It has been acknowledged that emerging Web applications require features that are not available in standard rule languages like Datalog or Answer Set Programming (ASP), e.g., they are not powerful enough to deal with anonymous values (objects that are not explicitly mentioned in the data but whose existence is implied by the background knowledge). In this paper, we introduce a new rule language based on ASP extended with function symbols, which can be used to reason about anonymous values. In particular, we define binary frontier-guarded programs (BFG programs) that allow for disjunction, function symbols, and negation under the stable model semantics. In order to ensure decidability, BFG programs are syntactically restricted by allowing at most binary predicates and by requiring rules to be frontier-guarded. BFG programs are expressive enough to simulate ontologies expressed in popular Description Logics (DLs), capture their recent non-monotonic extensions, and can simulate conjunctive query answering over many standard DLs. We provide an elegant automata-based algorithm to reason in BFG programs, which yields a 3ExpTime upper bound for reasoning tasks like deciding consistency or cautious entailment. Due to existing results, these problems are known to be 2ExpTime-hard.

We present the class FDNC of logic programs that allows for function symbols (F), disjunction (D), nonmonotonic negation under the answer set semantics (N), and constraints (C), while still retaining the decidability of the standard reasoning tasks. Thanks to these features, FDNC programs are a powerful formalism for rule-based modeling of applications with potentially infinite processes and objects, and which allows also for common-sense reasoning in this context. This is evidenced, for instance, by tasks in reasoning about actions and planning: brave and open queries over FDNC programs capture the well-known problems of plan existence and secure (conformant) plan existence, respectively, in transition-based actions domains. As for reasoning from FDNC programs, we show that consistency checking and brave/cautious reasoning tasks are ExpTime-complete in general, but have lower complexity under syntactic restrictions that give rise to a family of program classes. Furthermore, we also determine the complexity of open queries (i.e., with answer variables), for which deciding non-empty answers is shown to be ExpSpace -complete under cautious entailment. Furthermore, we present algorithms for all reasoning tasks that are worst-case optimal. The majority of them resorts to a finite representation of the stable models of an FDNC program that employs maximal founded sets of knots, which are labeled trees of depth at most 1 from which each stable model can be reconstructed. Due to this property, reasoning over FDNC programs can in many cases be reduced to reasoning from knots. Once the knot-representation for a program is derived (which can be done off-line), several reasoning tasks are not more expensive than in the function-free case, and some are even feasible in polynomial time. This knowledge compilation technique paves the way to potentially more efficient online reasoning methods not only for FDNC, but also for other formalisms.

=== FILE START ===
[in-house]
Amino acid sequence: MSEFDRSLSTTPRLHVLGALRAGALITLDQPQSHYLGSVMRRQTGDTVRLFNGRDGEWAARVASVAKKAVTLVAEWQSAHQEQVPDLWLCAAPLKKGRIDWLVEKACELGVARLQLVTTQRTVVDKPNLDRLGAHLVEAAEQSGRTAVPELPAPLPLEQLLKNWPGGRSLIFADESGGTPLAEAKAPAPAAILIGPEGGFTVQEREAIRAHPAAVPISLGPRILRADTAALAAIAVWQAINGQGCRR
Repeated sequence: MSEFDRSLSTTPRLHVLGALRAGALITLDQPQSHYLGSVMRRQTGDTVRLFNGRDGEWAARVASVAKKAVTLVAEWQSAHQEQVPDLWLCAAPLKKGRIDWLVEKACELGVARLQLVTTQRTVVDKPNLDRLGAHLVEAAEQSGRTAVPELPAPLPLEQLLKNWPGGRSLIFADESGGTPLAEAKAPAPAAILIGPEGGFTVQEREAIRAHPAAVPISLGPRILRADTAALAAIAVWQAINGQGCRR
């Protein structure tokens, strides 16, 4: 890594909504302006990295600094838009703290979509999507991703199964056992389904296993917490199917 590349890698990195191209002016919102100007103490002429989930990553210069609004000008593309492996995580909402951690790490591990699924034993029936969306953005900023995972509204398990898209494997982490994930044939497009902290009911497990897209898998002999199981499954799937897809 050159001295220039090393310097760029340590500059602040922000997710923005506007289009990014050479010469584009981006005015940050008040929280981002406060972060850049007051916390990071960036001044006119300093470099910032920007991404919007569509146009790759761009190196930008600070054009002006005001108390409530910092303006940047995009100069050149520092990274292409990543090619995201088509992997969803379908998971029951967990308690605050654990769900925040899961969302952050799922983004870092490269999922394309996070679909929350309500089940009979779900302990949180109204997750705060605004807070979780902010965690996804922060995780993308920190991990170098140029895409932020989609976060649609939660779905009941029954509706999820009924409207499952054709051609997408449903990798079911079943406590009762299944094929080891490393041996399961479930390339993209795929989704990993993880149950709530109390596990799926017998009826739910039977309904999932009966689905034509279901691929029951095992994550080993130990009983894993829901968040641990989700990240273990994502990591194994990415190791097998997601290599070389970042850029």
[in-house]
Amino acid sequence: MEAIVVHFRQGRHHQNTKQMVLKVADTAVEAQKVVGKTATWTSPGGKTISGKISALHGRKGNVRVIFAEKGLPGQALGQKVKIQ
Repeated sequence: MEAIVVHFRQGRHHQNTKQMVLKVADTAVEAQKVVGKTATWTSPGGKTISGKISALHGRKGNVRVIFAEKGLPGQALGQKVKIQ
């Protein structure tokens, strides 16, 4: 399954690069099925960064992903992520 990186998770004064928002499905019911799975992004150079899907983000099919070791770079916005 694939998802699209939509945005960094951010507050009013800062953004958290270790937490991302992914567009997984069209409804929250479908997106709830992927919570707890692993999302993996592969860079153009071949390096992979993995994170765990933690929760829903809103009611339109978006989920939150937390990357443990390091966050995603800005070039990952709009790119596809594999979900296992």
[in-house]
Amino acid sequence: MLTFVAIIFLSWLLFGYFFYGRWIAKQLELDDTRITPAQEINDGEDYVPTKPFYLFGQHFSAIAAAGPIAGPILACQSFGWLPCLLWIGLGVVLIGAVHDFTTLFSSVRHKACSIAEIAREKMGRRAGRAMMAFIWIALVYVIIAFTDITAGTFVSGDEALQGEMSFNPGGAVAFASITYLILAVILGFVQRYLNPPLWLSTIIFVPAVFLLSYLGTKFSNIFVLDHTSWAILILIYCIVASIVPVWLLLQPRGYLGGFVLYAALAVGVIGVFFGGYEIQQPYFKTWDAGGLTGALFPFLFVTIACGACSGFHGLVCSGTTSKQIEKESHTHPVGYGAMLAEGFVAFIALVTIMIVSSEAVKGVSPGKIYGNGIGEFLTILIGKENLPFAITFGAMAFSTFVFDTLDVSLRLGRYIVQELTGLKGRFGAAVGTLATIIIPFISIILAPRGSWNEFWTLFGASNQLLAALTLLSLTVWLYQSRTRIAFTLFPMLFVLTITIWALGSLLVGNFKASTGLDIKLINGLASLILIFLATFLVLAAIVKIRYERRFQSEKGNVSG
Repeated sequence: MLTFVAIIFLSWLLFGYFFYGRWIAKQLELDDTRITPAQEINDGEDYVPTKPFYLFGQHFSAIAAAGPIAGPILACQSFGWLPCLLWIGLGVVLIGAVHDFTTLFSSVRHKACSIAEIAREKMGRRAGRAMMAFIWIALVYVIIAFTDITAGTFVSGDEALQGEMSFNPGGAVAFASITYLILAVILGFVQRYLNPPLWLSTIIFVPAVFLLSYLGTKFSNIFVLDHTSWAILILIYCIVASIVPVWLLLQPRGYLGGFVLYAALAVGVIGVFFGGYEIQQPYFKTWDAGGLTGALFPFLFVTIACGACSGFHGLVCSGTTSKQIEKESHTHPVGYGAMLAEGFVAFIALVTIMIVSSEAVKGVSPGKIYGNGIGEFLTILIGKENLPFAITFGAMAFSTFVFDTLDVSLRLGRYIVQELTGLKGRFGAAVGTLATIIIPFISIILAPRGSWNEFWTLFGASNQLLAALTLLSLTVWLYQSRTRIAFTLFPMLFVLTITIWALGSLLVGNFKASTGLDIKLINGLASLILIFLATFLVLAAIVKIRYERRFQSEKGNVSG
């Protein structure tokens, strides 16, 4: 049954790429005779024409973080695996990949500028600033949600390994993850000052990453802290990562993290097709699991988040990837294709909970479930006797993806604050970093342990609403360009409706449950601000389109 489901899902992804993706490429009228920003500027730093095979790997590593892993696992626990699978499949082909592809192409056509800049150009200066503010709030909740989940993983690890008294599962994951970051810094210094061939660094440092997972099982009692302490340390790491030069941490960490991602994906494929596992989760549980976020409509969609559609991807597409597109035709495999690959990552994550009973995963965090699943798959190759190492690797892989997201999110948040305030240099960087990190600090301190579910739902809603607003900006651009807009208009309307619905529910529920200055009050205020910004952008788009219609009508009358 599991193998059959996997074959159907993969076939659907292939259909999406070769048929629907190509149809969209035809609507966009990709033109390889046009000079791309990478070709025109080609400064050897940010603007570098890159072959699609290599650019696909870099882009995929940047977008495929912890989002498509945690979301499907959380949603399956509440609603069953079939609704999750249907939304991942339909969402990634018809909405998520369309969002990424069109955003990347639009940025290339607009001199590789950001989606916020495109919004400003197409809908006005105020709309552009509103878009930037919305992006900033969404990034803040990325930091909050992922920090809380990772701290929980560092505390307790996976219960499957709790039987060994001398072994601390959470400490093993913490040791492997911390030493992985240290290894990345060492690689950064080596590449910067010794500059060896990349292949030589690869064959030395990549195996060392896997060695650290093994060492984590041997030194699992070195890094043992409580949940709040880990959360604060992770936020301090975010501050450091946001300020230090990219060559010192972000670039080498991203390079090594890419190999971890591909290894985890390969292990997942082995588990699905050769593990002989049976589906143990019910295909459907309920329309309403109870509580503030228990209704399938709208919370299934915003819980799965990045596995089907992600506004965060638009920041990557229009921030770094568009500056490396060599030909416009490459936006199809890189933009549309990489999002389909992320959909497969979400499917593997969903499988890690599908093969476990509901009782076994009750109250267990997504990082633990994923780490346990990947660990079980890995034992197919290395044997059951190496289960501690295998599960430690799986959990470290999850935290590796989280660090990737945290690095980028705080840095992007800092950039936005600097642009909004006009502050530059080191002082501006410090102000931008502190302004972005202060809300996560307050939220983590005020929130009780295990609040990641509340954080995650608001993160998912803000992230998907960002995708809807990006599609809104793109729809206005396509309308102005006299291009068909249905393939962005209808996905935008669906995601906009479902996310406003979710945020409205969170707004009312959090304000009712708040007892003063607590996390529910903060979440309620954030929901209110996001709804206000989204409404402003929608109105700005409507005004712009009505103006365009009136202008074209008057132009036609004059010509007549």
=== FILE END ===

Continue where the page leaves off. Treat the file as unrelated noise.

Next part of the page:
Throughout the centuries the great themes of pure mathematics, which were conceived without thought of usefulness, have been transformed to essential tools for scientific understanding. This lecture is devoted to the theme that this transformation is now happening to mathematical logic, and that a subject of applied logic is emerging akin in its range and power to classical applied mathematics. This adds further weight to the argument that the investment of intellectual and material capital in mathematical research pays a rich dividend.